Complaint About Pickup Trucks Is The Kind Of Absurd Weakness That Afflicts Canada’s ‘Elites’

How could we expect Canada to be a strong country when fools are scared of some trucks on the road?

Around the world, Canada is seen as a weak country.

It wasn’t always this way of course.

At one point, Canada had a reputation of a country of tough and hardy people who managed to build up a strong and vibrant nation in quite inhospitable territory.

But now, years and years of Canadians being told we are a ‘peacekeeping nation’ (which is false), and that being ‘nice’ is our core attribute has resulted in much of Canada being a nation of pushovers.

It’s why countries like China find it so easy to bully us.

It’s why we have so little influence on the world stage – far less than many countries with smaller populations.

And it’s why so much of our elitist class is able to get away with a level of truly pathetic weakness that wouldn’t happen in other places.

Just consider this article by Toronto columnist Marcus Gee of the Globe & Mail, as he claims “pickup trucks are a plague on Canadian streets.”

Here are some excerpts:

“Many things have changed in pandemic times. One that has not is North America’s love affair with the pickup truck. Even in the midst of economic uncertainty, consumers lined up to buy these hulking, belching kings of the road. Once the vehicle of the cowboy, the contractor and the good old boy, pickups have become the continent’s mainstream ride. Even city parking lots are simply full of them. In Canada, Ford’s F-150 has been the best-selling auto for years.”

You can literally see the low-testosterone of the Globe & Mail writer through the words:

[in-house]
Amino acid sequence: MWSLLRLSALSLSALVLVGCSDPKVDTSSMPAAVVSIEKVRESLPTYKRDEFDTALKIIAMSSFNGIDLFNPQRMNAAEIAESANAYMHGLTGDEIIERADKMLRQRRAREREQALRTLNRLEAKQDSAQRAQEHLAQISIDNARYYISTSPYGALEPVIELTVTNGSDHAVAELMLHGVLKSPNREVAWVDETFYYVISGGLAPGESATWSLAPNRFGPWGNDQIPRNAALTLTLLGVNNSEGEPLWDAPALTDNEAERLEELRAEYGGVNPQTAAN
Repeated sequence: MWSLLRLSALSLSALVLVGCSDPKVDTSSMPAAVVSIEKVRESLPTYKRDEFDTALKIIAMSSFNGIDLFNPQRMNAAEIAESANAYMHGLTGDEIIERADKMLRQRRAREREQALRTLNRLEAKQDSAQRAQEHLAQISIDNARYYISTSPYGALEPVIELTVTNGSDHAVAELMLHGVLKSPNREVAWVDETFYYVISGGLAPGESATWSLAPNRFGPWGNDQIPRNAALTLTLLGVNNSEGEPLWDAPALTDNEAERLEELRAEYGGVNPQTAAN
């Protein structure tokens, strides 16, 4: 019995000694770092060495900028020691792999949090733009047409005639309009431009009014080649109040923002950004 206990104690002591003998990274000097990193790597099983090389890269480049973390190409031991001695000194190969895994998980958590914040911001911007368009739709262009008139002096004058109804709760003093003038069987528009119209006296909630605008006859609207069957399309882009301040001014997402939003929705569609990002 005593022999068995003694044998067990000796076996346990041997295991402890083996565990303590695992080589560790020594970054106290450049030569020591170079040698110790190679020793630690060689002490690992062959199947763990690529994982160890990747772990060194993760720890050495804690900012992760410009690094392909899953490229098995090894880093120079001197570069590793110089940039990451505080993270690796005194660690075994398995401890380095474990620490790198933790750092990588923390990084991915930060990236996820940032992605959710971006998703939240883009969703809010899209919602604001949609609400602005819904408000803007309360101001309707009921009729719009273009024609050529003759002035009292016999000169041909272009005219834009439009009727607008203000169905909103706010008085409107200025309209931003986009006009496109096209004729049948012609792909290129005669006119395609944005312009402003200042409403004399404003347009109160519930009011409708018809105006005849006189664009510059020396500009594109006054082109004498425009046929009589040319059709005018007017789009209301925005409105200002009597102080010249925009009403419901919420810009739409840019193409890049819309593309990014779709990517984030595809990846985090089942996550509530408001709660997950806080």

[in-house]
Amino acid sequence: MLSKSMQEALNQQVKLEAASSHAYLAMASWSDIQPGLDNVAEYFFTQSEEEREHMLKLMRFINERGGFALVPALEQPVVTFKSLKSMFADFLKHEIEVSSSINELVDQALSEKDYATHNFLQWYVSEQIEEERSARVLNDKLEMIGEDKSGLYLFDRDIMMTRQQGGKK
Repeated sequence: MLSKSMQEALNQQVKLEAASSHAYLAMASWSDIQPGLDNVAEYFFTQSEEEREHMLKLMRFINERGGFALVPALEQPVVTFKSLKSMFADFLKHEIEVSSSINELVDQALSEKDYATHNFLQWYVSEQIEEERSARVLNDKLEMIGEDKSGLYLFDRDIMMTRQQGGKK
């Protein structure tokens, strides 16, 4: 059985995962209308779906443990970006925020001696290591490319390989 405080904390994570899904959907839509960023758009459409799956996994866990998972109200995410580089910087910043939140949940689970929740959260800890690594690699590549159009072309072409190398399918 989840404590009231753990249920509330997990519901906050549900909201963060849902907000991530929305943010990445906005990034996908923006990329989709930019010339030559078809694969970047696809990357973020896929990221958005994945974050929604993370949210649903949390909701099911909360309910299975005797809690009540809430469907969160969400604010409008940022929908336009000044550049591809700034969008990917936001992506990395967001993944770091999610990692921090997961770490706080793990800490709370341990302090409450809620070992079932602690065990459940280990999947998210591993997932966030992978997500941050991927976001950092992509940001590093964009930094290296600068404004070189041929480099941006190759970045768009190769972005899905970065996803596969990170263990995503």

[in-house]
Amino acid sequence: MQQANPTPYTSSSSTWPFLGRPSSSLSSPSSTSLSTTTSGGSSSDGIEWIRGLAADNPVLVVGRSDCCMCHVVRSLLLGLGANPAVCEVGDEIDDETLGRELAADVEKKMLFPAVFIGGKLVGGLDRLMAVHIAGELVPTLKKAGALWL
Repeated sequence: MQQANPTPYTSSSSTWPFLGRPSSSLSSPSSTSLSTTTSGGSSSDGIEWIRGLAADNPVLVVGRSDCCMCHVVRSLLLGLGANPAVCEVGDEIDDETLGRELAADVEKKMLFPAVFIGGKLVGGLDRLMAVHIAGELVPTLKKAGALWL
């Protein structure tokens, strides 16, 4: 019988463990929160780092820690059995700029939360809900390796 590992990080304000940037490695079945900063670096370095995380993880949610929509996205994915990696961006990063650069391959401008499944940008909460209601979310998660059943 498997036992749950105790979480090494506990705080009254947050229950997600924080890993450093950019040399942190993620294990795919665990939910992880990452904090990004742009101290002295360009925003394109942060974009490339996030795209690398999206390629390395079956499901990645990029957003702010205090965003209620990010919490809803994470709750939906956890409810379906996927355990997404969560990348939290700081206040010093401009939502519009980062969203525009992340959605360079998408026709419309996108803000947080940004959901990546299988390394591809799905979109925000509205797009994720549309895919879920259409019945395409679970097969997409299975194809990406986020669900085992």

“All harmless fun, you might say. Is it? Even though automakers have greatly improved the fuel efficiency of the modern pickup – and electric versions are coming soon – having all those mastodons on the highway isn’t exactly kind to the planet. A recent U.S. report found that more than half a million diesel pickups had been fitted with devices that override their emissions controls, dumping pollutants into the air. In the charming practice known as rolling coal, some pickup drivers blow past cyclists and electric vehicles and deliberately spew black smoke at them.

Then there is safety. Anyone who has travelled a Canadian highway lately has been tailgated by a speeding pickup driver. Being up there in that big cab over that huge engine seems to make the drivers think they own the road, lesser vehicles be damned. An investigation by Consumer Reports last month, titled The Hidden Danger of Big Trucks, said that hoods are higher on current models and “drivers have poorer front sight lines, creating a blind spot that can hide a pedestrian or smaller car right in front.””

He concludes by basically confirming that his whole article is about him being scared and intimidated:

“Even if they weren’t polluting and dangerous, the parade of pickups would be a blight on the roadscape and a finger in the eye of other drivers – a way of saying to everyone else: I am bigger, badder and richer than you. A vehicle that started as a practical tool for hard-working people has become, for many, an obnoxious assertion of dominance and division.”